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Decision to Charge

Once the Police have completed their investigations, they will refer the case to the Crown Prosecution Service for advice on how to proceed. We will then make a decision on whether a suspect should be charged, and what that charge should be.

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Prosecuting Homicide

Murder and manslaughter are two of the offences that constitute homicide.

Manslaughter can be committed in one of three ways:

  1. killing with the intent for murder but where there is provocation, diminished responsibility or a suicide pact.
  2. conduct that was grossly negligent given the risk of death, and resulted in death.
  3. conduct, taking the form of an unlawful act involving a danger of some harm, that caused death.

With some exceptions, the crime of murder is committed, where a person:

  • of sound mind and discretion (i.e. sane):
  • unlawfully kills (i.e. not self-defence or other justified killing)
  • any reasonable creature (human being)
  • in being (born alive and breathing through its own lungs)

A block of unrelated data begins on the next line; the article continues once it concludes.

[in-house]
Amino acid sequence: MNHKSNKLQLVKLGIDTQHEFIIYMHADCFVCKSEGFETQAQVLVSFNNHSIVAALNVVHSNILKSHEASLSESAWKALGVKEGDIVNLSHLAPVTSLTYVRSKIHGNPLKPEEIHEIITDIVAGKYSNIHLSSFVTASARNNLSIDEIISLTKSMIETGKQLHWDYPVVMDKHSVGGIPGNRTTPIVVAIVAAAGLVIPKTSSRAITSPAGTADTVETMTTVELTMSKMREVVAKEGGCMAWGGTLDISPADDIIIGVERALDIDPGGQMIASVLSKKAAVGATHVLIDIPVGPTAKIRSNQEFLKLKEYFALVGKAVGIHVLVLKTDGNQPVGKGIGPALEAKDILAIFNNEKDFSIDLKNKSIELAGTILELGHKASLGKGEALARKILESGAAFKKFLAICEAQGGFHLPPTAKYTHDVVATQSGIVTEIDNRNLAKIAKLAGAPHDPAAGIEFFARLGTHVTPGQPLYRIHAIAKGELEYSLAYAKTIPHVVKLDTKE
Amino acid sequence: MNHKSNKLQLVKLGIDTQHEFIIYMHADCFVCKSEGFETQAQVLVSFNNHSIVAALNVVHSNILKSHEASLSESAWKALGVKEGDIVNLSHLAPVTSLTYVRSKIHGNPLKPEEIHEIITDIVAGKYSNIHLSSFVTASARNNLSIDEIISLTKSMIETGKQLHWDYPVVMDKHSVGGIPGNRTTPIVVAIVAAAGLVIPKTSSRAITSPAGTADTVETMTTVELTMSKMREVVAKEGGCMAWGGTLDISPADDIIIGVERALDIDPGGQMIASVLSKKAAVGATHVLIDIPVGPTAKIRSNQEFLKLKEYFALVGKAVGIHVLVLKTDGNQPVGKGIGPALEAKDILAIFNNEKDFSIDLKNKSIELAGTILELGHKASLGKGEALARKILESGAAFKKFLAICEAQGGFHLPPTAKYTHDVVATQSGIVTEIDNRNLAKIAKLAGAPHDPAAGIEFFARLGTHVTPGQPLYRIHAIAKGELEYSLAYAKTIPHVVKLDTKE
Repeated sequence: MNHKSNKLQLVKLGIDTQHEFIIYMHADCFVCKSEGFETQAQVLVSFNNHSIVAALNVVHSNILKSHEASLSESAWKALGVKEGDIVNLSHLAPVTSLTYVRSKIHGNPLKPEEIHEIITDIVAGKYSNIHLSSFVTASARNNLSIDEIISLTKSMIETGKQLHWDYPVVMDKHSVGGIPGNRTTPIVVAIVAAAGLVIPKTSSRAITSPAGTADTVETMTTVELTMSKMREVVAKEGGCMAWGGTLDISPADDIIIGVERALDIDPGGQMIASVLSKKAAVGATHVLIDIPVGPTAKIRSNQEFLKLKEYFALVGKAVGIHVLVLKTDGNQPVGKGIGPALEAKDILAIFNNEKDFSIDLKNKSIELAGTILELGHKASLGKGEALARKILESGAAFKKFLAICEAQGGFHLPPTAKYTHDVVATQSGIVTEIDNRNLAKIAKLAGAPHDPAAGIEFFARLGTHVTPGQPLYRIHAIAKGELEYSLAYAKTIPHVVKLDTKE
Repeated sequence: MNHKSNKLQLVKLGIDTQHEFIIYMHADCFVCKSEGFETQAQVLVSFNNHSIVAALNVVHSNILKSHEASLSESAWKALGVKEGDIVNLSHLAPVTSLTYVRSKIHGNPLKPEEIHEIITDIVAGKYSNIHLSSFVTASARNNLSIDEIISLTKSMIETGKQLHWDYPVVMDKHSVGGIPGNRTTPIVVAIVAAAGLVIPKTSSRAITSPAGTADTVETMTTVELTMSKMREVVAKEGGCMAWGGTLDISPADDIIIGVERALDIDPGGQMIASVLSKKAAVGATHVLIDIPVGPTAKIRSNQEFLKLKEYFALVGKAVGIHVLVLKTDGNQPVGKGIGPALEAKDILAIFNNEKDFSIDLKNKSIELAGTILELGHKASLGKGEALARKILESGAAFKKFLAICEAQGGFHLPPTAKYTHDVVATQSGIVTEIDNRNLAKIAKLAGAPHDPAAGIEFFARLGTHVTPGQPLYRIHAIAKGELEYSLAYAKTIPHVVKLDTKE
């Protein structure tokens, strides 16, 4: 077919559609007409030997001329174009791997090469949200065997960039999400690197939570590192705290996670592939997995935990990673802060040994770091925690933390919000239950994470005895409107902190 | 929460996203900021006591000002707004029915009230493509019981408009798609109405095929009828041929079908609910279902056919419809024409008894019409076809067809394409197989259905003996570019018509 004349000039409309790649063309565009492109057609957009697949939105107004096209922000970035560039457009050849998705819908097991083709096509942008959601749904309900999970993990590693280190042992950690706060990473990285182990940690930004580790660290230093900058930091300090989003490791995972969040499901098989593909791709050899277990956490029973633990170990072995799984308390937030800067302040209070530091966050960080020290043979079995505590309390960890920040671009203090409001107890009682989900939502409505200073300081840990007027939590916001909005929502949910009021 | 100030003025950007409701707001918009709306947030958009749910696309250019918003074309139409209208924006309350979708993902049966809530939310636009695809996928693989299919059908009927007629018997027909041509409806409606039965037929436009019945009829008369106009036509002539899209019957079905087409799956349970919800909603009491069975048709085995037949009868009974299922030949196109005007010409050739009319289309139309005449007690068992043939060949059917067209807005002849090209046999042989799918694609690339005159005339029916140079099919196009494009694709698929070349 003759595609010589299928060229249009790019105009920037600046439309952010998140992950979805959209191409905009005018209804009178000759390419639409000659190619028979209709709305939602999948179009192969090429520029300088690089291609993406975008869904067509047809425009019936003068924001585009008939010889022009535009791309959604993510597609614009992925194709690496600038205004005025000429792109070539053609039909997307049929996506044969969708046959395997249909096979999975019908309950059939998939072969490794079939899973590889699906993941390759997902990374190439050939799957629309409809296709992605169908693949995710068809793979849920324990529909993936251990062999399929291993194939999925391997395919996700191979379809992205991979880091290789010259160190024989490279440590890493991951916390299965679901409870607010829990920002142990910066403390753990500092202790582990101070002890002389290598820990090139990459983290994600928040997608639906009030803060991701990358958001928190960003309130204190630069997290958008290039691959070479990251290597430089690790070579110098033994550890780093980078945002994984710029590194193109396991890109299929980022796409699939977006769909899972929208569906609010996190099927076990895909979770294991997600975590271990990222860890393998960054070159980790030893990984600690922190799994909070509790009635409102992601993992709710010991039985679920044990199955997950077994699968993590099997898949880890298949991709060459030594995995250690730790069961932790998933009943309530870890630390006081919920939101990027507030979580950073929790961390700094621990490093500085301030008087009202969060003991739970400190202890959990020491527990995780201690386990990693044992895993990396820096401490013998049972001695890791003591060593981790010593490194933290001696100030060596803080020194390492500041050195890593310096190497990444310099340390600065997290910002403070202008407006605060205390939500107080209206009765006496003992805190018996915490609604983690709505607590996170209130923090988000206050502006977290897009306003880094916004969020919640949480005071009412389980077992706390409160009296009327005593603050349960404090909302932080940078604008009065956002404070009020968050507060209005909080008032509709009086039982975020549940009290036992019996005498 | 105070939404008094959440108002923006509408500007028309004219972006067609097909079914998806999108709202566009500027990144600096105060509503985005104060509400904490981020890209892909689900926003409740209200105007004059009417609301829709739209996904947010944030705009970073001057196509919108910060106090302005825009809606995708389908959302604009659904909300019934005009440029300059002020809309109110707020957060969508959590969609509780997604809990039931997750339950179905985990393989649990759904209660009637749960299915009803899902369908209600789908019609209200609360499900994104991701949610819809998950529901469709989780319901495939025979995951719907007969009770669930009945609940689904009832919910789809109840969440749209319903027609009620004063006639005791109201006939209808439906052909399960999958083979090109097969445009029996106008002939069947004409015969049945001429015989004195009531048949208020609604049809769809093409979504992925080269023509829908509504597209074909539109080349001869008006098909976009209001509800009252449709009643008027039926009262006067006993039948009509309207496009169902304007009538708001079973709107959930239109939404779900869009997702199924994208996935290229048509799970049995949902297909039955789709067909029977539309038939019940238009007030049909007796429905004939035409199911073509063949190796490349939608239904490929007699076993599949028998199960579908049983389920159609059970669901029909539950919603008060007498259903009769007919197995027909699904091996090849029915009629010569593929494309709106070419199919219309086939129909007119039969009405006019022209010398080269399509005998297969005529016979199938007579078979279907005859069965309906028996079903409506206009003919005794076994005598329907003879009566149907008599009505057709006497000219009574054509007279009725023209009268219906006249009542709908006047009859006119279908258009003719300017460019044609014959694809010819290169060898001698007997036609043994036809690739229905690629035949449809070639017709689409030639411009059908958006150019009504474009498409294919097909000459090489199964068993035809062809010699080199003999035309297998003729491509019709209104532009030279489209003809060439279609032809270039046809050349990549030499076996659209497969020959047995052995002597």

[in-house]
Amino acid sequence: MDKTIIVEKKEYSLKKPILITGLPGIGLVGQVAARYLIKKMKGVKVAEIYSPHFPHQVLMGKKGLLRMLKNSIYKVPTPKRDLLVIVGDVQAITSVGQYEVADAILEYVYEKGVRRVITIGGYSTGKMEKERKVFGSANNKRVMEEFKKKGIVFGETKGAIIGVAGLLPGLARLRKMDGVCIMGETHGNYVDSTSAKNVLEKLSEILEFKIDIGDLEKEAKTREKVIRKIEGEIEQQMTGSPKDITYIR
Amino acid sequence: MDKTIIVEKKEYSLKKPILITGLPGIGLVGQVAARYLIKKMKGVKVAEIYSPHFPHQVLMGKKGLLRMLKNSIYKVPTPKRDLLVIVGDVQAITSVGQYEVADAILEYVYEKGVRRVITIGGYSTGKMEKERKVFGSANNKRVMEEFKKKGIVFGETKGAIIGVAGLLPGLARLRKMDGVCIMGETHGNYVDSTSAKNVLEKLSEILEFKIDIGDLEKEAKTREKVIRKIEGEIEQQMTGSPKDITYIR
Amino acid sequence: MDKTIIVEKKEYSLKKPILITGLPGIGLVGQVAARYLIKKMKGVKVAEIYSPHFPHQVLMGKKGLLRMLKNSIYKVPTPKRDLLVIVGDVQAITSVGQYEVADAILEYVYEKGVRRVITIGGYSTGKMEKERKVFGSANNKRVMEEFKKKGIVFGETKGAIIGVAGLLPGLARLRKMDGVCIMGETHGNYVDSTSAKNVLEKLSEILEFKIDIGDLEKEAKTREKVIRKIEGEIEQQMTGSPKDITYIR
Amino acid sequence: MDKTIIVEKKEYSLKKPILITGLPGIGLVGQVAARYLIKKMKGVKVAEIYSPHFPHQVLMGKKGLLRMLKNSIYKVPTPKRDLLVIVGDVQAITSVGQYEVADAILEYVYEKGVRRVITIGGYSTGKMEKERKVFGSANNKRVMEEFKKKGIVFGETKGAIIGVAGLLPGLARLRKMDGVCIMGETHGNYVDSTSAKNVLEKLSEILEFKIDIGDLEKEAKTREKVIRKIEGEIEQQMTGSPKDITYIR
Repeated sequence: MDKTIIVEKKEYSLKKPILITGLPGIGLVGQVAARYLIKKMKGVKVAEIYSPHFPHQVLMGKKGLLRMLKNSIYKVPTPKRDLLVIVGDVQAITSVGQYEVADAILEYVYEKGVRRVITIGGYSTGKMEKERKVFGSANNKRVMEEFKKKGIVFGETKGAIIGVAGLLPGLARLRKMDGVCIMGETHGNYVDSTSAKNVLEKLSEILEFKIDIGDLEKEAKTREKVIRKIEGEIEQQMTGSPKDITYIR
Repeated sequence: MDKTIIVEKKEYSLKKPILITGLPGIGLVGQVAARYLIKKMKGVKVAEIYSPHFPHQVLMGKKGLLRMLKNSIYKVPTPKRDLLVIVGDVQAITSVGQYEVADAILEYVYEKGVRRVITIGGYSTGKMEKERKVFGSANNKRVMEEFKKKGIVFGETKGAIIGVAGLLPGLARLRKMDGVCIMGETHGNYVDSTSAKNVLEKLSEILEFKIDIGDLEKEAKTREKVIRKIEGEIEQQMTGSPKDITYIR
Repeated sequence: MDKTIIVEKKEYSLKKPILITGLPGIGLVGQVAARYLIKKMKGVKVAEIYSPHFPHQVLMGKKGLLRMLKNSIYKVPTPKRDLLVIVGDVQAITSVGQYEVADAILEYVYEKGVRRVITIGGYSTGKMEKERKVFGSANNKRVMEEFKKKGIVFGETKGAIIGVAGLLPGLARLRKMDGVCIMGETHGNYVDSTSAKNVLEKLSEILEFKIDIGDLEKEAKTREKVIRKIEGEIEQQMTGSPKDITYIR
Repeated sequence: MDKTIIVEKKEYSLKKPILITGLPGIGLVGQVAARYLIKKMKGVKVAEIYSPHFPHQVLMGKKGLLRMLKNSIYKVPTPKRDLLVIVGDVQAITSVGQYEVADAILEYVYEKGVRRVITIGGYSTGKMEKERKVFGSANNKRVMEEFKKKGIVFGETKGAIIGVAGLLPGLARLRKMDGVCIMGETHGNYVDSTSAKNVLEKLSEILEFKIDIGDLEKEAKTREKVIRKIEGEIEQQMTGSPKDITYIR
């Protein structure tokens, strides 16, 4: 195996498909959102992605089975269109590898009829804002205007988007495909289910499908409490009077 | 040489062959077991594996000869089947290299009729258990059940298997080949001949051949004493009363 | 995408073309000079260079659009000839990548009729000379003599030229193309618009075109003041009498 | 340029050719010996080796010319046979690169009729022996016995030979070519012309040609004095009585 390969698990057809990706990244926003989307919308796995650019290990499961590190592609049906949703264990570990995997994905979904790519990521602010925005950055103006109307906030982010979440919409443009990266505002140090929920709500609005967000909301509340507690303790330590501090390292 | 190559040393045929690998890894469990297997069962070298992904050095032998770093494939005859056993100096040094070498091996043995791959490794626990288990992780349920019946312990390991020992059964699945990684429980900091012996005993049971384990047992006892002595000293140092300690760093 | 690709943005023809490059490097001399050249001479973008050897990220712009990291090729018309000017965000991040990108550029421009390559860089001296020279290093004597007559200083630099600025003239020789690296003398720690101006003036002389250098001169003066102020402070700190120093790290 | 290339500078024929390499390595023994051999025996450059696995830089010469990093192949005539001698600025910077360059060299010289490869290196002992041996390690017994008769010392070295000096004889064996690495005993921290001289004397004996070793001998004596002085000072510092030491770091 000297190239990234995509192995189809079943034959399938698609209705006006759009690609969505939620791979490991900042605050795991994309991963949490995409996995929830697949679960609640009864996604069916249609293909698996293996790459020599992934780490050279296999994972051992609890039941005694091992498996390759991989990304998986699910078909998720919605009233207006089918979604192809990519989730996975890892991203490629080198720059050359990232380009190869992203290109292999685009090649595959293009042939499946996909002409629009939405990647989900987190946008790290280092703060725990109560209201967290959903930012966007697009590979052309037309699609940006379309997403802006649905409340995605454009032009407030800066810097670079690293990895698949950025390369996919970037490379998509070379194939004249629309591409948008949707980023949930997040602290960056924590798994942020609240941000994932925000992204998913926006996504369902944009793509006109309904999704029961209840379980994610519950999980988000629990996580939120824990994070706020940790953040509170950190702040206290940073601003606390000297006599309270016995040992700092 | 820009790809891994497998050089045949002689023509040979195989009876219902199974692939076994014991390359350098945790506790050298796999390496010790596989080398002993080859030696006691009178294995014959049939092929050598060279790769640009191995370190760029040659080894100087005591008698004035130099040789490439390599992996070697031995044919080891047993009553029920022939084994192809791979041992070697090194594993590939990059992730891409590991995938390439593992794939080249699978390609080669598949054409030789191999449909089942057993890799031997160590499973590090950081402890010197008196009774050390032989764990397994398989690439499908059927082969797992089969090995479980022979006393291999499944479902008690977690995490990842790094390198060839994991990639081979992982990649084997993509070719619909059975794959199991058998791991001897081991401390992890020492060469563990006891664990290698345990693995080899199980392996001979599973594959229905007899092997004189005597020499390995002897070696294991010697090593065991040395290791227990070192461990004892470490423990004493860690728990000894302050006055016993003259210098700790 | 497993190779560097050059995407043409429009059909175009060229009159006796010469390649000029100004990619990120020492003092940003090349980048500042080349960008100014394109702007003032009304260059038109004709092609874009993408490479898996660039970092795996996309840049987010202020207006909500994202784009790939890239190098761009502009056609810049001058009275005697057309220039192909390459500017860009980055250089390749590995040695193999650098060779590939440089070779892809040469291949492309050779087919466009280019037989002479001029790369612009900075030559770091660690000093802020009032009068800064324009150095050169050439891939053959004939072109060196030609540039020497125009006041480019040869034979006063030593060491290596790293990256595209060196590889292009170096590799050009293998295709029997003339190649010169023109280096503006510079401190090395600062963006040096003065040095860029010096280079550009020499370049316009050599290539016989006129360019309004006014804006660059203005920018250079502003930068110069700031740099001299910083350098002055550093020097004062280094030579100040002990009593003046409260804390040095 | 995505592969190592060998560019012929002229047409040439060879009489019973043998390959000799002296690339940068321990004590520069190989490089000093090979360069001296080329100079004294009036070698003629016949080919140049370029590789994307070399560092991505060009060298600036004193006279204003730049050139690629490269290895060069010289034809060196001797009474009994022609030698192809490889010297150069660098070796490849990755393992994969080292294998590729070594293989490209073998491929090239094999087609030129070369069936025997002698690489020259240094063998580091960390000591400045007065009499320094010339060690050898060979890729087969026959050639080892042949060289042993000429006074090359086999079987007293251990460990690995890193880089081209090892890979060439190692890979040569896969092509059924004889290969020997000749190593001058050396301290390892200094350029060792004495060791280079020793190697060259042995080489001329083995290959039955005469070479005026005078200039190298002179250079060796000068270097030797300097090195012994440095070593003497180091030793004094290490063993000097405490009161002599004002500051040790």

• under the Queen's Peace
  • with intent to kill or cause grievous bodily harm.

There are other specific homicide offences, for example, infanticide, causing death by dangerous driving, and corporate manslaughter.

Find out more about prosecuting homicide

CPS decides no prosecution over death of ITN's Terry Lloyd in Iraq


It is not possible to say who fired the fatal shot which killed ITN journalist Terry Lloyd and so the CPS has advised the police there is insufficient evidence for any prosecution over his death in Iraq, Sue Hemming, head of the Crown Prosecution Service's Counter Terrorism Division, announced today.

Ms Hemming said: "There is insufficient evidence at the current time to establish to the criminal standard the identity of the person who fired the bullet that killed Mr Lloyd.

"There is also insufficient evidence in relation to the chain of command to establish if there was any person responsible for the chain of events that led to the death of Mr Lloyd.

"This was an extremely complex and difficult investigation into what happened in a war zone outside Basra in March 2003, just days after coalition forces crossed into Iraq."